Review Summary: Stuck in his daydream, been this way since eighteen.
There isn’t much that can be said about Ed Sheeran’s music anymore that feels novel. He’s a ginger singer-songwriter with an affinity for mixing gorgeous but basic acoustic balladry with awkward, fumbling hip-hop verses. He has a great voice, but it is often squandered on middling, vanilla songwriting that emphasizes billboard success over craft. Sheeran broke out in a big way with 2011’s +
, namely because of the single ‘The A Team’, and he has been a pop staple ever since. That’s about as much backstory as is needed before approaching ÷
, his third consecutive record to prove his mastery of elementary mathematics. It’s expectedly more of the same; indulging in a handful of heartthrob slow-dance titles while continuing the elusive search for Sheeran’s rhythm as a white rapper. It’s neither the worst thing he’s done nor does it provide any optimism that he’ll eventually ascend to a greater purpose.
‘Castle on the Hill’ was the song that initially offered hope towards some sort of Elton John like coming-of-age (he even name checks ‘Tiny Dancer’), but any hopes of him fulfilling his enormous potential were dashed with the simultaneous release of ‘Shape of You.’ You see, ‘Castle on the Hill’ was a massive step forward for Sheeran, because it proved that he has more than two modes. Ramping up the tempo with a true classic rock aesthetic without losing a trace of romantic imagery (“we watched the sunset over the castle on the hill”) proved to be an excellent happy medium for him, and it offered an out for those who despise both his schmaltzy ballads and his faux hip-hop. An entire album written in a similar mindset might have continued to propel him forward, but ‘Shape of You’ proved that for every step forward, Sheeran will always be ready with another song to anchor us right here in the present – within this empire
he’s now built on the foundation of three consecutive records that all mirror each other.
None of this is to say that ÷
has nothing to offer, there’s just very little here that qualifies as new. ‘Dive’ is a slightly watered down version of ‘Thinking Out Loud’, but it’s still quite beautiful, especially when Sheeran gets soulful on the “so don't call me baby” verse. We even get a double dip of starry-eyed passion with ‘Perfect’, another ballad which proves that no matter how many times Sheeran reworks the same general song premise, we’ll keep swooning over his vocals and exquisite delivery of lines like “now I know I have met an angel in person…no, I don’t deserve this.” It’s his bread and butter, and he delivers here in every way we’d expect him to. Opinions may be somewhat divided (pun intended) on his hip-hop/loosely reggae-inspired tracks, but both ‘Eraser’ and ‘Shape of You’ present that side of his music in a tolerable, and at times even surface-level enjoyable, light. The main flaw with ÷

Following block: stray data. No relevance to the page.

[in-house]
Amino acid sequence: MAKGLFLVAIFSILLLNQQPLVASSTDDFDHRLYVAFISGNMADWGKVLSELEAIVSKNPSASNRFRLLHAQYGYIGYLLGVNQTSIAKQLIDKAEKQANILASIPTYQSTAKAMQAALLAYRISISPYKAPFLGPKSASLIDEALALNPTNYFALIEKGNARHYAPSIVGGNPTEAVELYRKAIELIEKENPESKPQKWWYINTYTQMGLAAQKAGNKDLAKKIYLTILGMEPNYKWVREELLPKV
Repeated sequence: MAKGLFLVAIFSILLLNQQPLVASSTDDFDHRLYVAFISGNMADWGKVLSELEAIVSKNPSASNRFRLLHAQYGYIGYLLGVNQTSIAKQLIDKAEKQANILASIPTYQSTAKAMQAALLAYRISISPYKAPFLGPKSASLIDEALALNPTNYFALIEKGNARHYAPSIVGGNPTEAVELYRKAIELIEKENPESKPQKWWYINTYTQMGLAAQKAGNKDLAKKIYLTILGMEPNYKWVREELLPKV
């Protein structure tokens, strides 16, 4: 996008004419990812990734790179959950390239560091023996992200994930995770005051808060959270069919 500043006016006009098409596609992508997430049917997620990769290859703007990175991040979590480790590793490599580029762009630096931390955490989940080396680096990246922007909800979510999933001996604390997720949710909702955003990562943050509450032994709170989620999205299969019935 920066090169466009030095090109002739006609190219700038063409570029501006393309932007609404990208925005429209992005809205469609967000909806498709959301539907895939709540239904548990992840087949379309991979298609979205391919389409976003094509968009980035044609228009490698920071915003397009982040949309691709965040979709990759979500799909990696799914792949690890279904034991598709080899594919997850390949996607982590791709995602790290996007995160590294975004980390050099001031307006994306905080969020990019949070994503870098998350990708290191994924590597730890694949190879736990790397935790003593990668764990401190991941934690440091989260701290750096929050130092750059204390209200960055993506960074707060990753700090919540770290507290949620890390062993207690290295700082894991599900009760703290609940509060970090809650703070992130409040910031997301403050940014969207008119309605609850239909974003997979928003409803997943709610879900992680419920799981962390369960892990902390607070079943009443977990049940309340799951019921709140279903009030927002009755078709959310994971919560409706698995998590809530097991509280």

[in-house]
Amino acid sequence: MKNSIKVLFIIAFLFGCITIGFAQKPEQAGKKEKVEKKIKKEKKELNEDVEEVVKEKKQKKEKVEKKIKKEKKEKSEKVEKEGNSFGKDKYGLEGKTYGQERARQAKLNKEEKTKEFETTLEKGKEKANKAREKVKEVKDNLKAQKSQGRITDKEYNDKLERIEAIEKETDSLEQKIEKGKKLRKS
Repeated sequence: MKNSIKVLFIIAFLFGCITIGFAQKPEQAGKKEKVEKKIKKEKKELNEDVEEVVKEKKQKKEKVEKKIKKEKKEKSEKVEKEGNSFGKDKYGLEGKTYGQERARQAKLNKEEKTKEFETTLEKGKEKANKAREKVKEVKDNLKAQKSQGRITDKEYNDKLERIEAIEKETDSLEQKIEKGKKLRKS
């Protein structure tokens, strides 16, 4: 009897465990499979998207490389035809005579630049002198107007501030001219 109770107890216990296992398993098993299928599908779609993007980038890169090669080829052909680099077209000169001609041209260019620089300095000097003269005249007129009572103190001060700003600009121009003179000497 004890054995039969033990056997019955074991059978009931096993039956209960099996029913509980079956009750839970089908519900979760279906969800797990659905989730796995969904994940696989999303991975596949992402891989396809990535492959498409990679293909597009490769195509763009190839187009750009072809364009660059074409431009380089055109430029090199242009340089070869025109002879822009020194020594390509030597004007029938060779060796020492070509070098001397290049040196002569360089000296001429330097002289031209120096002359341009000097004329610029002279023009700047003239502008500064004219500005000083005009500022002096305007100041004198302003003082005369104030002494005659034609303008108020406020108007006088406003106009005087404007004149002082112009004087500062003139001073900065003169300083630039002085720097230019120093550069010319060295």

is the same one that has plagued all of his LP's to date: the abundance of cookie-cutter, throwaway tracks that seem to pad every decent song at a 2:1 ratio. For example, nobody who listens to this album will declare ‘Galway Girl’ to be their favorite, and the existence of songs like ‘Happier’ (“but if he breaks your heart like lovers do / just know that I'll be waiting here for you”) only lends credence to the criticism that his music abides to all known clichés in the book.
In every way imaginable, ÷
is just your typical Ed Sheeran record. It would have been nice if he’d given us a reason to ditch the notion of a “typical” Sheeran album by advancing his sound in another direction, but his lack of mobility does not indicate a decline. If +
got your juices flowing in any way, shape, or form, then ÷
will satisfy whatever it is you got out of those albums. He’s found his niche, and it appears as though he plans to remain settled within it for quite some time. By pop standards you could do a lot worse, but ÷
is not an album that will test the ceiling of Sheeran’s tantalizing potential.